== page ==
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Organizational Behavior, 8e Schermerhorn, Hunt, and Osborn Prepared by Michael K. McCuddy Valparaiso University John Wiley & Sons, Inc.

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Presentation on theme: "Organizational Behavior, 8e Schermerhorn, Hunt, and Osborn Prepared by Michael K. McCuddy Valparaiso University John Wiley & Sons, Inc."— Presentation transcript:

1 Organizational Behavior, 8e Schermerhorn, Hunt, and Osborn Prepared by Michael K. McCuddy Valparaiso University John Wiley & Sons, Inc.

2 Organizational Behavior: Chapter 192 COPYRIGHT Copyright 2003 © John Wiley & Sons, Inc. All rights reserved. Reproduction or translation of this work beyond that permitted in Section 117 of the 1976 United States Copyright Act without the express written permission of the copyright owner is unlawful. Request for further information should be addressed to the Permissions Department, John Wiley & Sons, Inc. The purchaser may make back-up copies for his/her own use only and not for distribution or resale. The Publisher assumes no responsibility for errors, omissions, or damages, caused by the use of these programs or from the use of the information contained herein.

3 Organizational Behavior: Chapter 193 Chapter 19 Change, Innovation, and Stress  Study questions. – What is organizational change? – What change strategies are used in organizations? – What can be done about resistance to change? – How do organizations innovate? – How does stress affect people at work?

4 Organizational Behavior: Chapter 194 What is organizational change?  Forms of change. – Radical change. Also known as frame-breaking change. Change that results in a major overhaul of the organization or its component systems. – Incremental change. Also known as frame-bending change. Change that is part of the organization’s natural evolution.

5 Organizational Behavior: Chapter 195 What is organizational change?  Change agents. – Individuals and groups who take responsibility for changing the existing behavior patterns of another person or social system. – Sometimes hired as outside consultants. – Managers and leaders in contemporary organizations are expected to be change agents.

6 Organizational Behavior: Chapter 196 What is organizational change?  Unplanned change. – Occurs spontaneously or randomly. – May be disruptive or beneficial. – The appropriate goal is to act quickly to minimize any negative consequences and maximize any possible benefits.

7 Organizational Behavior: Chapter 197 What is organizational change?  Planned change. – The result of specific efforts by a change agent. – A performance gap is a direct response to a perceived performance gap. A discrepancy between the actual and desired state of affairs. May reflect problems or opportunities.

8 Organizational Behavior: Chapter 198 What is organizational change?  Organizational forces for change. – Organization-environment relationships. – Organizational life cycle. – Political nature of organizations.

9 Organizational Behavior: Chapter 199 What is organizational change?  Organizational targets for change. – Purpose. – Objectives. – Strategy. – Culture – People. – Tasks. – Structure – Technology.

10 Organizational Behavior: Chapter 1910 What is organizational change?  Phases of planned change. – Unfreezing. Preparing a situation for change by disconfirming existing attitudes and behaviors. Susceptibility to “boiled frog phenomenon.” – Changing. Taking action to modify a situation by altering the targets of change. – Refreezing. Maintaining and eventually institutionalizing the change.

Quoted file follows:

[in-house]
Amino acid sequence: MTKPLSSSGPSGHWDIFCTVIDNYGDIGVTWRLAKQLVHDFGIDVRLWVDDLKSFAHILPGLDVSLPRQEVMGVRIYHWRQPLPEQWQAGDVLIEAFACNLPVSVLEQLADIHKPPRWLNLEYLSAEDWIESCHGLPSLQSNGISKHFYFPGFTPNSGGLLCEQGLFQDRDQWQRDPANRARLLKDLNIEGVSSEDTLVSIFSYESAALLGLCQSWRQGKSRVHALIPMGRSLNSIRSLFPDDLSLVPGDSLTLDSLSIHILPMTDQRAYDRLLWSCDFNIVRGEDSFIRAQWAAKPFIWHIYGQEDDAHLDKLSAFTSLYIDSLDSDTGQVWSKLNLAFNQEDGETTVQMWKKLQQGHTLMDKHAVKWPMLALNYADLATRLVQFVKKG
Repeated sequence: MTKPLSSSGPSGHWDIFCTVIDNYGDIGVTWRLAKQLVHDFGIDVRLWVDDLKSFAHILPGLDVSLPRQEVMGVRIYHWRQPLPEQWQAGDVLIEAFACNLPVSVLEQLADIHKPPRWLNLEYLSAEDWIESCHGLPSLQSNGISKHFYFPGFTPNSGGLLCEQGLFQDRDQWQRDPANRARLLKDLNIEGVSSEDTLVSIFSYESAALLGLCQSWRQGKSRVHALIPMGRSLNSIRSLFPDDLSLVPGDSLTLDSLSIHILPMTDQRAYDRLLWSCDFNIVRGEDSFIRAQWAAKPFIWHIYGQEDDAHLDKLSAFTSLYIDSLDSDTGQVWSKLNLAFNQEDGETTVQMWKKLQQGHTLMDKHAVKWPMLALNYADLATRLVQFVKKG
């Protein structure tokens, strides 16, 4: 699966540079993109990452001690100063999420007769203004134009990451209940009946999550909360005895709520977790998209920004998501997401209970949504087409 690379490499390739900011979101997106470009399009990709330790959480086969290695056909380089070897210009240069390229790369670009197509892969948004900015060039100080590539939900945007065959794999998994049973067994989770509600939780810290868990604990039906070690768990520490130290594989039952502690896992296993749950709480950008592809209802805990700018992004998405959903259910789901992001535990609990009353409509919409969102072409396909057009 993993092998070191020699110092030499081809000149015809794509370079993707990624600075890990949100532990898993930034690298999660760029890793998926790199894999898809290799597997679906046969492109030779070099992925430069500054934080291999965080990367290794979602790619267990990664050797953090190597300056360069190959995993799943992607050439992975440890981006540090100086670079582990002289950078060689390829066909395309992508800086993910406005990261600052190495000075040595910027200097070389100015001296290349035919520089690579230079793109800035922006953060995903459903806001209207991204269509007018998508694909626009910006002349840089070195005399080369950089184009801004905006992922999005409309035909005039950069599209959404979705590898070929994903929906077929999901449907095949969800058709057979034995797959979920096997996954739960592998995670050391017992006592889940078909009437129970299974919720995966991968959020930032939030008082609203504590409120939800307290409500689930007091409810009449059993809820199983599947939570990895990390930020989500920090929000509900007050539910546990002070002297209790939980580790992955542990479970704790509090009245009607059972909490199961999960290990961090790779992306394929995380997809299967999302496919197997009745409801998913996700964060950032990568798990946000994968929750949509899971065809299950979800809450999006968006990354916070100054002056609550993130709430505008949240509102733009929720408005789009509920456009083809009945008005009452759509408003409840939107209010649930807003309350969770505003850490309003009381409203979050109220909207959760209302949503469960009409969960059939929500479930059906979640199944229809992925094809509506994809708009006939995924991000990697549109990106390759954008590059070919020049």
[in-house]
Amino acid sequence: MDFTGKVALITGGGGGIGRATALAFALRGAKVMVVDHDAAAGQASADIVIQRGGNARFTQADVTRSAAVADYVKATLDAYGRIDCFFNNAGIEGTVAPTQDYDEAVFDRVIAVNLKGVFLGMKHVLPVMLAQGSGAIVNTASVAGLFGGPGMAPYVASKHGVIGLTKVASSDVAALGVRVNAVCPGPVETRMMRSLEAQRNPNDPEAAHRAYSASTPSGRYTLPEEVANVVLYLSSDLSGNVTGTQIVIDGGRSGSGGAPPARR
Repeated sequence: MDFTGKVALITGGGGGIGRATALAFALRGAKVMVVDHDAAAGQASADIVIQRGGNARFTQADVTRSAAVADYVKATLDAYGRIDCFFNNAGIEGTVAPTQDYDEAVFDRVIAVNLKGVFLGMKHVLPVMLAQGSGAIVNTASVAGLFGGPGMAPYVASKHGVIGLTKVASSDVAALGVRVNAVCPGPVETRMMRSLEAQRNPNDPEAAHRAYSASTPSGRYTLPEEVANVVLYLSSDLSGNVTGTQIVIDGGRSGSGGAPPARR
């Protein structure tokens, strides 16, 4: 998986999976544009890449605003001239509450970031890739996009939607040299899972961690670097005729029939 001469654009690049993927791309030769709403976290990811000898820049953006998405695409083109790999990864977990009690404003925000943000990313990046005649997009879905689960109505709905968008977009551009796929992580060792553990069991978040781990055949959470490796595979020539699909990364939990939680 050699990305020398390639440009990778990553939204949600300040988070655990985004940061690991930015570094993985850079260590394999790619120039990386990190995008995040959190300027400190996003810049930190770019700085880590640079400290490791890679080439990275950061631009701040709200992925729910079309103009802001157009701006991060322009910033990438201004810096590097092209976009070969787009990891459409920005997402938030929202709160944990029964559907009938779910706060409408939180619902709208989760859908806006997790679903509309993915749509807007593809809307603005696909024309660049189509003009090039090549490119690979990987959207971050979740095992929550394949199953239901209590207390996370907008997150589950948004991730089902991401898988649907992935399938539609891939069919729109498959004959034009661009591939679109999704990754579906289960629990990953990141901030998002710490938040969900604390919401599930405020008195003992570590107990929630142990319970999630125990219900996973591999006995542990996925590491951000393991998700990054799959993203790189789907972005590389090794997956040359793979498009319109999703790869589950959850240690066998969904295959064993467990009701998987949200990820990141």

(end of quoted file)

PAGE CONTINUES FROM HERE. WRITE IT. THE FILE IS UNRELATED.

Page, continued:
11 Organizational Behavior: Chapter 1911 What change strategies are used in organizations?  Force-coercion strategy. – Draws on reward power, coercive power, and legitimate power as primary inducements to change. – Change agent acts unilaterally to command change. – Usually results in temporary compliance.

12 Organizational Behavior: Chapter 1912 What change strategies are used in organizations?  Rational persuasion strategy. – Also known as an empirical-rational strategy. – Draws on expert power as primary inducement to change. – Change agent uses special knowledge, empirical support, or rational arguments. – Usually results in long-term internalization.

13 Organizational Behavior: Chapter 1913 What change strategies are used in organizations?  Shared power strategy. – Also known as a normative-reeducative approach. – Draws on referent power as primary inducement to change. – Change agent empowers people affected by the change and involves them in decision making related to the change. – Usually results in long-term internalization.

14 Organizational Behavior: Chapter 1914 What can be done about resistance to change?  Resistance to change. – Any attitude or behavior that indicates unwillingness to make or support a desired change. – Alternative views of resistance. Something that must be overcome for change to be successful. Feedback that can be used to facilitate achieving change objectives.

15 Organizational Behavior: Chapter 1915 What can be done about resistance to change?  Why people resist change. – Fear of the unknown. – Lack of good information. – Fear for loss of security. – No reason to change. – Fear for loss of power. – Lack of resources. – Bad timing. – Habit.

16 Organizational Behavior: Chapter 1916 What can be done about resistance to change?  Ways in which resistance is experienced. – Resistance to the change itself. – Resistance to the change strategy. – Resistance to the change agent.

17 Organizational Behavior: Chapter 1917 What can be done about resistance to change?  How to deal with resistance. – Education and communication. – Participation and involvement. – Facilitation and support. – Negotiation and agreement. – Manipulation and cooptation. – Explicit and implicit coercion.